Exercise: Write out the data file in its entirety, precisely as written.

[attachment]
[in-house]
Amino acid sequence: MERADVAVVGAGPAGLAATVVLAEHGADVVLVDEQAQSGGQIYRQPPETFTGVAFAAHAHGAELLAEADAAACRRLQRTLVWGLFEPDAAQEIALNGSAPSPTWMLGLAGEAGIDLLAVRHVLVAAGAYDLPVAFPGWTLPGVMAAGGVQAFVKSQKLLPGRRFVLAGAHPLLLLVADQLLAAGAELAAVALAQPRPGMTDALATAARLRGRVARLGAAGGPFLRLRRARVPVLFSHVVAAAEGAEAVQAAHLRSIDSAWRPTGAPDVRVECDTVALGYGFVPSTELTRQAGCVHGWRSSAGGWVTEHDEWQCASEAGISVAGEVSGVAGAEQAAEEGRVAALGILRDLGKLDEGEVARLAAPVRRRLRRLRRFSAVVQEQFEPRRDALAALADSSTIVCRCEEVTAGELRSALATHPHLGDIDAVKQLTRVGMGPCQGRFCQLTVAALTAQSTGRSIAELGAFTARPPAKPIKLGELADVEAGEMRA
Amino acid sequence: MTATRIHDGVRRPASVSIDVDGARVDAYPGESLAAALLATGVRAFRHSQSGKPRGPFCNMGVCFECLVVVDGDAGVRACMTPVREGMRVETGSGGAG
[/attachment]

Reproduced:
[in-house]
Amino acid sequence: MERADVAVVGAGPAGLAATVVLAEHGADVVLVDEQAQSGGQIYRQPPETFTGVAFAAHAHGAELLAEADAAACRRLQRTLVWGLFEPDAAQEIALNGSAPSPTWMLGLAGEAGIDLLAVRHVLVAAGAYDLPVAFPGWTLPGVMAAGGVQAFVKSQKLLPGRRFVLAGAHPLLLLVADQLLAAGAELAAVALAQPRPGMTDALATAARLRGRVARLGAAGGPFLRLRRARVPVLFSHVVAAAEGAEAVQAAHLRSIDSAWRPTGAPDVRVECDTVALGYGFVPSTELTRQAGCVHGWRSSAGGWVTEHDEWQCASEAGISVAGEVSGVAGAEQAAEEGRVAALGILRDLGKLDEGEVARLAAPVRRRLRRLRRFSAVVQEQFEPRRDALAALADSSTIVCRCEEVTAGELRSALATHPHLGDIDAVKQLTRVGMGPCQGRFCQLTVAALTAQSTGRSIAELGAFTARPPAKPIKLGELADVEAGEMRA
Amino acid sequence: MTATRIHDGVRRPASVSIDVDGARVDAYPGESLAAALLATGVRAFRHSQSGKPRGPFCNMGVCFECLVVVDGDAGVRACMTPVREGMRVETGSGGAG